By McKenzie Whiteman
Being the big Cleveland Browns fan that I am, I know firsthand what happens to fans that are brave enough to show up to a game wearing a an opposing team’s jersey. While I do respect their bravery and dedication to their team, you can’t help but wonder if they know the consequences they undoubtedly have coming. It’s always been this way. Show up to game wearing the enemy’s apparel, get ready for drinks to be thrown, violent words to be exchanged, and you better think twice about standing up and clapping with a sea of glaring eyes around you. Wearing a controversial jersey typically just goes to the extent of offending the home team fans, however I never thought this type of attire would ever cause front office personnel to take action. After all, it is supposed to be for the love of the game…right?
This World Series took on this concept, but with a twist. If you watched Game 1 of the World Series you HAD to have seen the bright orange shirt in the sea of royal blue behind the backstop. Now the orange was not that of the San Francisco Giants, but of a jersey baring the Miami Marlins logo. After doing more digging I found that Miami lawyer, Laurence Leavy, is an avid baseball fan and had spent over $8,000 in post-season tickets, totally disregarding the fact that the Marlins were nowhere near making it to the playoffs. However, this did bring about an interesting controversy.
Kansas City staff was so adornment about trying to set a certain scene for the country. They obviously didn’t want him sticking out like a sore thumb where the media captures the majority of its broadcast. They offered Leavy everything from a private suite to World Series apparel, but were declined on every offer. Instead of letting a true fan enjoy the year’s two best teams in baseball, they were distracted by trying to give off a persona that Leavy’s apparel obviously wasn’t fitting into. It wasn’t the person himself…it was simply his clothing, something that visually affected how the Royals organization wanted the nation to view their environment. It seems as if they wanted to depict an atmosphere where dedicated Royals fans flocked to in order to support the once lowly regarded team in their nearly undefeated quest for the World Series title. But at what point do organizations worry too much about “setting the scene” and not nearly enough about the love of the game?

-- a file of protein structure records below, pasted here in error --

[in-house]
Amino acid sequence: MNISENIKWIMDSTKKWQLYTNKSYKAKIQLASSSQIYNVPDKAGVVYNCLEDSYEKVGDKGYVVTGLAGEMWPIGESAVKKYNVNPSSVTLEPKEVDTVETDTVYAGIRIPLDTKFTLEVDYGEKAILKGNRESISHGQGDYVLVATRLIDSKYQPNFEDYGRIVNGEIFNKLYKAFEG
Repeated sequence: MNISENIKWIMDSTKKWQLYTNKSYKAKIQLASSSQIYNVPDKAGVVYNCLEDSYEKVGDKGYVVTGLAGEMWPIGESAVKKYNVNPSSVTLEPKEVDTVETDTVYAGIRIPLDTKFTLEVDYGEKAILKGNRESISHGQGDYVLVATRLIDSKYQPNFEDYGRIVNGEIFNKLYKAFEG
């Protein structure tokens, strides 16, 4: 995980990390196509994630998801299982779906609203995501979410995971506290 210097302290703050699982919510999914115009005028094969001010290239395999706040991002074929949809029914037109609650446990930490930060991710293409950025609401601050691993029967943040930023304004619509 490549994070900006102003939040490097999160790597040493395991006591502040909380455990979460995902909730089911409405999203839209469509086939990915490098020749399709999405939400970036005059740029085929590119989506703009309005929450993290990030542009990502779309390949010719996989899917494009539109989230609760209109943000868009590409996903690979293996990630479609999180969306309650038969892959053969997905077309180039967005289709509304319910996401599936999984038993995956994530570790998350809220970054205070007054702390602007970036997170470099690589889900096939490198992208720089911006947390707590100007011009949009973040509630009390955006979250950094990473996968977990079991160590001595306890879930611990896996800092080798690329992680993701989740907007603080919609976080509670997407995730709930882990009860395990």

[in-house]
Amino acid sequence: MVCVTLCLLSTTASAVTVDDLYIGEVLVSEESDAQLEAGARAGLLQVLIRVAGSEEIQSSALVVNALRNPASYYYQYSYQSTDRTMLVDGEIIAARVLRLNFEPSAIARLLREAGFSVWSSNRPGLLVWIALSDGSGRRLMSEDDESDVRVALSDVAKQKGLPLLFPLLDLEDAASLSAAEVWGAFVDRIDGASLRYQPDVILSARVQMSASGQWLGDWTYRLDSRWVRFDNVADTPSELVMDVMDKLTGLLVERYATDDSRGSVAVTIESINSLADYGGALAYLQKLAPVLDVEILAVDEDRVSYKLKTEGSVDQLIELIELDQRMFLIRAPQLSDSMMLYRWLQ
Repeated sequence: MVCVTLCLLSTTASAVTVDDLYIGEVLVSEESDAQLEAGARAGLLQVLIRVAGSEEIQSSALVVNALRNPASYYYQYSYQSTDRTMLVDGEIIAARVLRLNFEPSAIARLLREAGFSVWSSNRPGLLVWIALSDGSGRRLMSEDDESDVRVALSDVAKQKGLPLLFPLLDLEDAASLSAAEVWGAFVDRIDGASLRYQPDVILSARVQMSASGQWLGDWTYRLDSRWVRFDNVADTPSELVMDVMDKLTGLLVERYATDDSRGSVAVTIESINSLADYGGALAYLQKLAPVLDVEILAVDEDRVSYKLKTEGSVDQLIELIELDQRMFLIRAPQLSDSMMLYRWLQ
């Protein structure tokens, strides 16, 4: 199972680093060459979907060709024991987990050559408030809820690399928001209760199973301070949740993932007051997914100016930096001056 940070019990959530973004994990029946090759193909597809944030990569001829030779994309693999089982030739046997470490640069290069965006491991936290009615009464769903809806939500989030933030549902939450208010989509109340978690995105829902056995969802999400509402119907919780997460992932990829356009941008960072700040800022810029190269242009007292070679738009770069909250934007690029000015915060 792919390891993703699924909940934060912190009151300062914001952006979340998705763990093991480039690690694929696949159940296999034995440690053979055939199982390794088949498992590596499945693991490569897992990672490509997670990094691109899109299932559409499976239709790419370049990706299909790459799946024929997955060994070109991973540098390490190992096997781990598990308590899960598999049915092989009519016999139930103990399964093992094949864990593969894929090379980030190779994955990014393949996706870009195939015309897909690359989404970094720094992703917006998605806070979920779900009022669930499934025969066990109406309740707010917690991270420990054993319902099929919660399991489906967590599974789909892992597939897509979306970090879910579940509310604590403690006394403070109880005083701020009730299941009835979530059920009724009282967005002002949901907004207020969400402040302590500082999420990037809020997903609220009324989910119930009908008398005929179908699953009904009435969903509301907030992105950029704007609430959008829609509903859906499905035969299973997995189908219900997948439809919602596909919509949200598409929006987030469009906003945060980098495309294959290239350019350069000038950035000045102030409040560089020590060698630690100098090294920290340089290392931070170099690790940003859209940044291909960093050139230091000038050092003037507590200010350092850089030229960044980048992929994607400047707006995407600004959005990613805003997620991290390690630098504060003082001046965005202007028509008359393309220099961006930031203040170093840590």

While I agree it’s important for organizations to create a certain atmosphere, front offices are now going to extreme lengths in order for society to view them a certain way. As depicted by this recent event, they’re trying to persuade fans to take different action in order to achieve the atmosphere that they want to portray. I’m conflicted as to whether this action by the front office was ethical or not. It’s something, however, that should be in the back of an organization’s mind…when is it less about public relations and atmosphere and more about the pure love of the game? I realize that the atmosphere they create is what encourages profits, but it’s something to be evaluated.